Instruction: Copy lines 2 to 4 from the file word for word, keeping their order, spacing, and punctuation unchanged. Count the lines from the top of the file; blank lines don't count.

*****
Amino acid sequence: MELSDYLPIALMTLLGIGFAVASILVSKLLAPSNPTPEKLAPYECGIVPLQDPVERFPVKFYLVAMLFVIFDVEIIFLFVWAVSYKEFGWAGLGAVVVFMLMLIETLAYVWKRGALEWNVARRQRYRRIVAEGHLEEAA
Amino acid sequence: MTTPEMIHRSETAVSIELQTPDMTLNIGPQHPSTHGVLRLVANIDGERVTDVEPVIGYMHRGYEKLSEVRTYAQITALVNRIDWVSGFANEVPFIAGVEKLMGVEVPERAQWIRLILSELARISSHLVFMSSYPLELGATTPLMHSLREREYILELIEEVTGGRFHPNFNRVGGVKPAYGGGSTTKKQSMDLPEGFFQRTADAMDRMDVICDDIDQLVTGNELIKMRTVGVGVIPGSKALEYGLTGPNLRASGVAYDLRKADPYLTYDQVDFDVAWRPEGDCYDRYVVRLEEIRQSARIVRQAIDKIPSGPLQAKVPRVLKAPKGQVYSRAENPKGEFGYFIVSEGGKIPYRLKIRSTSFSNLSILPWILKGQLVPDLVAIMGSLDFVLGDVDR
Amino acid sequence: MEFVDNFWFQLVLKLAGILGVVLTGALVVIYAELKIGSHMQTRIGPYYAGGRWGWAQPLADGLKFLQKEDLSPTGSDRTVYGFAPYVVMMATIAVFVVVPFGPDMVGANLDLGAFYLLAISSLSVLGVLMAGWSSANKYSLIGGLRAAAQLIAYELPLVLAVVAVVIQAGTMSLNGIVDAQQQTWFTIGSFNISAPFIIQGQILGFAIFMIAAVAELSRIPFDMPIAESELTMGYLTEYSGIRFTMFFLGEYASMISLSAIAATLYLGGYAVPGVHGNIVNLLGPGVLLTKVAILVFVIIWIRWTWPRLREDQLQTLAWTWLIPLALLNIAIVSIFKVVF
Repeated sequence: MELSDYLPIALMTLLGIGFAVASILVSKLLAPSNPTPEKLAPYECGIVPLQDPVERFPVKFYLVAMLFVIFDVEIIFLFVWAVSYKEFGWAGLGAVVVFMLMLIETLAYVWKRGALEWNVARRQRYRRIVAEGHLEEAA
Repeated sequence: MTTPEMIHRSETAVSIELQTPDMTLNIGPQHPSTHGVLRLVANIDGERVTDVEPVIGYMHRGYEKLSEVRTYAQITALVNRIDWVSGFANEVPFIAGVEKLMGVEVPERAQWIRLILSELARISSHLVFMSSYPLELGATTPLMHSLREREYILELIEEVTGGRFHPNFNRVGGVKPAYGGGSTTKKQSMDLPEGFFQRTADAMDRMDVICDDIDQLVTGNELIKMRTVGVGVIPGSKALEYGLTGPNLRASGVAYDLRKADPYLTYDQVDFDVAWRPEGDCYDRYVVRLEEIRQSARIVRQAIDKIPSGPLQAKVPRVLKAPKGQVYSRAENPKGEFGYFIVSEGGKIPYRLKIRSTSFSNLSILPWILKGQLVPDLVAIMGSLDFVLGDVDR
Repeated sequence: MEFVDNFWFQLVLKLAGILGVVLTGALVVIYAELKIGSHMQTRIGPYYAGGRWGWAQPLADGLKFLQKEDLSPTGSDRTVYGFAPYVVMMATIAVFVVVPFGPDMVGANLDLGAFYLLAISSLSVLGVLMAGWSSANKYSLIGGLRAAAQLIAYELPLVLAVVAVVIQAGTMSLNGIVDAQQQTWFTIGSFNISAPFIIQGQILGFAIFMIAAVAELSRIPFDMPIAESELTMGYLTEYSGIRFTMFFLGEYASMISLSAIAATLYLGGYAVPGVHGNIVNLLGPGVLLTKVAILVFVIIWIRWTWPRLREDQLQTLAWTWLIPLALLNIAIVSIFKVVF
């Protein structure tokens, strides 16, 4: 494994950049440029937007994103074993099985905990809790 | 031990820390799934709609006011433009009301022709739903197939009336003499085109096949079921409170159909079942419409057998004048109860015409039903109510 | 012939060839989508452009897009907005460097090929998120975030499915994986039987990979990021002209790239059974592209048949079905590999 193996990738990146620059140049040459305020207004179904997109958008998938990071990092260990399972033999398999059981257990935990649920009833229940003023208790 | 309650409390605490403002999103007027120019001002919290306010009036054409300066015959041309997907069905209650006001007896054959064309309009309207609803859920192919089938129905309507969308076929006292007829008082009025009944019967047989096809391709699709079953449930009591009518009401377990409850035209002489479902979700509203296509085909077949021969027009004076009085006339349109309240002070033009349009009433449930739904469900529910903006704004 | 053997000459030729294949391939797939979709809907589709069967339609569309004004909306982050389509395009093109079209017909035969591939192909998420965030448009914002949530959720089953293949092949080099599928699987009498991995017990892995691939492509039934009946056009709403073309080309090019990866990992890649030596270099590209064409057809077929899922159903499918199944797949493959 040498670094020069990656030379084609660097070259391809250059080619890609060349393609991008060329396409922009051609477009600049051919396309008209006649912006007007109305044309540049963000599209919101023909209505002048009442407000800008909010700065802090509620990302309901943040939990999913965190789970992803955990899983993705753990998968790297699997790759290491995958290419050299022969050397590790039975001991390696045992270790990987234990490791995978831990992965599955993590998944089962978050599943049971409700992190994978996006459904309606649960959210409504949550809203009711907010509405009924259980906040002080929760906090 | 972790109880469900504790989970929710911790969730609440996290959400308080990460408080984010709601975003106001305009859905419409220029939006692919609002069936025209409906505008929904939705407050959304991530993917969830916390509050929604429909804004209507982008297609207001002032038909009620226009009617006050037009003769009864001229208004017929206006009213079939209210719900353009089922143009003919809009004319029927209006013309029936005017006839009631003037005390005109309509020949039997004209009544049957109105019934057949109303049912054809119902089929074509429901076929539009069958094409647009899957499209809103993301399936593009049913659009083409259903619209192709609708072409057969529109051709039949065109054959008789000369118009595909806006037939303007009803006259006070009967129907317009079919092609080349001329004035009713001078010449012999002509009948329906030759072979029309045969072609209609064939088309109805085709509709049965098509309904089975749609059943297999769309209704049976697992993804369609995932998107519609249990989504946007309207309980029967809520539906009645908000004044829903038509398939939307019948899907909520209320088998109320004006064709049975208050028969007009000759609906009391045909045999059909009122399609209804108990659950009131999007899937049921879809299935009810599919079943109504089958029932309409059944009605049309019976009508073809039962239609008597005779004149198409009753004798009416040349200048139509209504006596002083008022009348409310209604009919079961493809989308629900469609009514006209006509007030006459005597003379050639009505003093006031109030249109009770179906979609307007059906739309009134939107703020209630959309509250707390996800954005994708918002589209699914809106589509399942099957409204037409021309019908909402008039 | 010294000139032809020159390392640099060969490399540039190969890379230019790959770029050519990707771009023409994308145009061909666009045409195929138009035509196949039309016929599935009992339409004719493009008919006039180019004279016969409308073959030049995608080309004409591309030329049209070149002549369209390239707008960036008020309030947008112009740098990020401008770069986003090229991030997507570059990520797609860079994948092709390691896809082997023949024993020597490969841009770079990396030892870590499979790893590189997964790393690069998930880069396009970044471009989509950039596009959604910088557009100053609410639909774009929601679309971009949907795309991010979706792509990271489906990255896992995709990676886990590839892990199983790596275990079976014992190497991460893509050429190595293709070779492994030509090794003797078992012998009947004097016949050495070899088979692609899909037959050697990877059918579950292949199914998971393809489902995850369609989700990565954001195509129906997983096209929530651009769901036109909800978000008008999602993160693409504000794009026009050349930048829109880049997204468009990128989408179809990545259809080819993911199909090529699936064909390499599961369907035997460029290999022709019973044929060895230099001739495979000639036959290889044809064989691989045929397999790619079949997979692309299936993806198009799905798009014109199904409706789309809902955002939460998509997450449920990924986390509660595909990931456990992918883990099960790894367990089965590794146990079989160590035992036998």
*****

Amino acid sequence: MTTPEMIHRSETAVSIELQTPDMTLNIGPQHPSTHGVLRLVANIDGERVTDVEPVIGYMHRGYEKLSEVRTYAQITALVNRIDWVSGFANEVPFIAGVEKLMGVEVPERAQWIRLILSELARISSHLVFMSSYPLELGATTPLMHSLREREYILELIEEVTGGRFHPNFNRVGGVKPAYGGGSTTKKQSMDLPEGFFQRTADAMDRMDVICDDIDQLVTGNELIKMRTVGVGVIPGSKALEYGLTGPNLRASGVAYDLRKADPYLTYDQVDFDVAWRPEGDCYDRYVVRLEEIRQSARIVRQAIDKIPSGPLQAKVPRVLKAPKGQVYSRAENPKGEFGYFIVSEGGKIPYRLKIRSTSFSNLSILPWILKGQLVPDLVAIMGSLDFVLGDVDR
Amino acid sequence: MEFVDNFWFQLVLKLAGILGVVLTGALVVIYAELKIGSHMQTRIGPYYAGGRWGWAQPLADGLKFLQKEDLSPTGSDRTVYGFAPYVVMMATIAVFVVVPFGPDMVGANLDLGAFYLLAISSLSVLGVLMAGWSSANKYSLIGGLRAAAQLIAYELPLVLAVVAVVIQAGTMSLNGIVDAQQQTWFTIGSFNISAPFIIQGQILGFAIFMIAAVAELSRIPFDMPIAESELTMGYLTEYSGIRFTMFFLGEYASMISLSAIAATLYLGGYAVPGVHGNIVNLLGPGVLLTKVAILVFVIIWIRWTWPRLREDQLQTLAWTWLIPLALLNIAIVSIFKVVF
Repeated sequence: MELSDYLPIALMTLLGIGFAVASILVSKLLAPSNPTPEKLAPYECGIVPLQDPVERFPVKFYLVAMLFVIFDVEIIFLFVWAVSYKEFGWAGLGAVVVFMLMLIETLAYVWKRGALEWNVARRQRYRRIVAEGHLEEAA